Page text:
Books I Like
Favorite books of all time
I've been reading since I was six years old, and I now have over two
thousand paperback books in my collection. I have a lot of favorites, but
I'll try to cull it down a tad.
Four. Hmm. I think I'll stop there a bit.
- Starship Troopers, Robert A. Heinlein
Out of all of Heinlein's books, this is one of my two favorites.
The whole Bug War theme is only a backdrop to the real story, about what
duty, honor, responsibility, loyalty, and service really mean. Not only
that, but what it means to be willing to put one's life on the line for
something bigger than one's self.
- The Silmarillion, J.R.R. Tolkien
Yes, I like The Lord of the Rings too, but this one is still my
favorite. Probably the best high fantasy it's ever been my privilege to read.
- The Long Run, Daniel Keys Moran
Simply magnificent. No other words suffice to describe this book, it's
incredible. Moran has also generated three other fine novels, but this
one is by far the best.
- The Killer Angels, Michael Sharra
The thing that still amazes me about this book is that it eluded me for
so long. Published in 1973, I discovered it 20 years after it was
released. This is a Civil War novel, about the Battle of Gettysburg, seen
through the eyes of just a few of the 100,000 some odd men who fought
there. It's an engrossing portrait of men caught up in the worst sort of
war, and a view of bits of the bloodiest battle ever fought on American soil.
Authors everyone should read:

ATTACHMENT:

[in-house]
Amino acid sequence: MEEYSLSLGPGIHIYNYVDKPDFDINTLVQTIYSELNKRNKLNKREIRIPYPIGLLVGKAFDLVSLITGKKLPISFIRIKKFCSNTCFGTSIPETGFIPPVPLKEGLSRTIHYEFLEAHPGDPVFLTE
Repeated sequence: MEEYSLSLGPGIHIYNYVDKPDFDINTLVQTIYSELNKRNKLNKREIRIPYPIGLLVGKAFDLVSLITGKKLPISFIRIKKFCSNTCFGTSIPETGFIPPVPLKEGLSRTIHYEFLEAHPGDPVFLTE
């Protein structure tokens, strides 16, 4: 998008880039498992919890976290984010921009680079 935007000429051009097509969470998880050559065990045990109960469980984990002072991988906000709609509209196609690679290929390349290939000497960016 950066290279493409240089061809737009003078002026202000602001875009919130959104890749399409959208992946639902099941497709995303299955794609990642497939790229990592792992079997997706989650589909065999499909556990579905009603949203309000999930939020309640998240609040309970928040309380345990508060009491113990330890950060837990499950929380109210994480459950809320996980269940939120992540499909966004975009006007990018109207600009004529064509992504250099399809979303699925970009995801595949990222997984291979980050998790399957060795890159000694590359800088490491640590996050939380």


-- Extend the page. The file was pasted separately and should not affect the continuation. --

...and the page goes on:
Comedy of a singular nature, I can't recommend him enough. The essential
- The Hitchhiker's Guide To The Galaxy
- The Restaurant At The End Of The Universe
- Life, The Universe, And Everything
- So long, and thanks for all the fish
Wonderful fantasy, with a marvelously cynical twist. You can't go wrong
Lois McMaster Bujold:
I can't rave about Bujold enough, her books are just great fun. These are
probably the only books I own that have permanent bookmarks in then, so I
can find the really funny scenes and show them to people I'm trying to
convince to read her work.
Michael P. Kube-McDowell:
- Shards Of Honor
- The Warrior's Apprentice
- Ethan Of Athos
- Falling Free
- Brothers In Arms
- Borders Of Infinity
- The Vor Game
- The Spirit Ring
- Mirror Dance
I'd call Kube-McDowell the best hard SF writer today. He's a true
storyteller, like Heinlein at his best, and the books leave me
feeling good when I'm done with them.
- The Quiet Pools
I'm not sure how to describe Powers' work. It's a sort of science fiction
and fantasy crossed, with elements of alternate history and god knows what
else. I think these are out of print, but if you hunt in used bookstores
you should be able to find them. I think you'll get a very pleasant
- The Drawing Of The Dark
- The Anubis Gates
A chilling alternate history, one where three fourths of the Earth's
surface is dominated by the descendants of the early white South African
settlers. Good SF, terrifying concept.
- Marching Through Georgia
- Under The Yoke
- The Stone Dogs
Military Science Fiction. Few people do it as well as David Drake, but
Weber manages to do it better. He has a number of books out, but
I only have seven, the series about a Naval officer named Honor
Harrington, in the service of the Star Kingdom of Manticore. Great stuff,
- On Basilisk Station
- The Honor Of The Queen
- The Short Victorious War
- Field Of Dishonor
- Flag In Exile
- Honor Among Enemies
- In Enemy Hands
Books that scared the snot out of me:
- Into The Out Of, Alan Dean Foster
It sounds odd, but of all the books I've ever read this is the only one
that really scared me. It's so chilling I've only ever read it
once, even though I still own a copy.
- 'Salem's Lot, Steven King
It seems a bit trite to include an obvious horror novelist here, but hey,
it's my page, so I will. To me this is one of King's finest works, I just
recently re-read it for the umpteenth time, and it's still my favorite.